I’ve been subscribed to Maisonneuve magazine from almost the beginning. It was when I got my job at Chapters, in Devonshire Mall. I was thrilled to be close to so many books, thinking that the information would seep into my consciousness, like a landfill into a river. I’m sure it’s a common hope among eager Chapters beavers.

Not long into the job, I sighted a handsome magazine cover in the section appointed for those wonderful creations, magazines, and I scooped it up for a quick peruse. At the time, publishing my own magazine with my wife-to-be, it was unlike anything I’d ever seen. I found them online and quickly wrote them a letter telling them how taken I was with the glossy treasure.

My friend Dan, somehow, has been unable, in years, to get his subscription to come to his place of residence. As a side note, I find this very bizarre, as this magazine is something I hold on a pedestal, and cannot for the life of me understand how such an oversight can be directed toward him…as I hold him in higher esteem than the magazine, I wish he could get this thing I covet.

Flash forward a few years. The magazine is doing swimmingly, in magazine circles. But they have trimmed their monthly output to a much smaller publishing schedule; Quarterly. It looks great, and it has a nice mix of national, international, fun, poetic, literary, Montreal-centric, and random stories. It’s not a stranger anymore. People know it. They have it. They get it. Not Dan though.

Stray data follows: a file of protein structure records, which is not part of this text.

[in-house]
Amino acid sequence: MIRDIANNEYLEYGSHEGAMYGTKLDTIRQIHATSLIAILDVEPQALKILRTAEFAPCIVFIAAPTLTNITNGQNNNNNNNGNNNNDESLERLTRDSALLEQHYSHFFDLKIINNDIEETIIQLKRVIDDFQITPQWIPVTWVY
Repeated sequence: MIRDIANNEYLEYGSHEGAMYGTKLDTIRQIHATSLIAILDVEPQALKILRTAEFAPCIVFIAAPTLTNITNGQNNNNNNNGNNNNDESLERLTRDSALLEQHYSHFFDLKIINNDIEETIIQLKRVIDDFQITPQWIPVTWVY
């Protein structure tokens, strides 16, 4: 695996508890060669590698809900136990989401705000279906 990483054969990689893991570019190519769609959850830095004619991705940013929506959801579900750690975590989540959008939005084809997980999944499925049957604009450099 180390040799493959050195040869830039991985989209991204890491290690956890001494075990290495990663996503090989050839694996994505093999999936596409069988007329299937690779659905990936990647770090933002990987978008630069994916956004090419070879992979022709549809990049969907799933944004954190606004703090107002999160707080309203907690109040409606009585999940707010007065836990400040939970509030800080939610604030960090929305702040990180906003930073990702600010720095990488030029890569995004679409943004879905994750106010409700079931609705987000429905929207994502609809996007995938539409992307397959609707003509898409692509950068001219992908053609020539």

When I first opened Phog with Frank, I somehow convinced someone in the magazine to send me something insane, like, 100 magazines to give away. GIVE AWAY! They knew I would give them away with words of wonder, and yes, they eventually made it into the fray. People began subscribing for a special price, as was the deal for picking one up in this unusual locale, the local watering hole/music venue.

This event, the 100 mags, was unique and almost magic to me. The connection to a magazine that was so wicked, so refined, so pro (or to become pro) choosing to mix with the scrub in Windsor. I was flattered, but also sensed something extra special; Something serendipitous.

Shortly after working at Chapters, I think, Jhoan bought me a gift I will never forget. It was a boxed set of the earliest magazines they had ever published. It was perfect paper pleasantry. Dead trees never looked so good. The box they were in, wooden, the first good use of a dead tree, was branded with a hot die-cast device, placing a black moniker of the mag on the centre-top of the box. Inside, was the second best use of a dead tree..the magazines I had never read. I only had newer issues, about three months after the issue I saw on the shelf at Chapters. One of the things Jhoan might have known, but that I had forgotten, was that the first praise-letter I sent them was used in the “Letters to the Editor” section. I had never seen it. I’d been pre-occupied during my shifts at Chapters. I was in the midst of opening and running a bar while still selling books to women who really wanted to buy hand lotion. I had forgotten to look for my letter in print. Well, now I had a crisp, perfect copy in my hot little hands, in a hot stamped box, on my birthday in the hottest of months; August.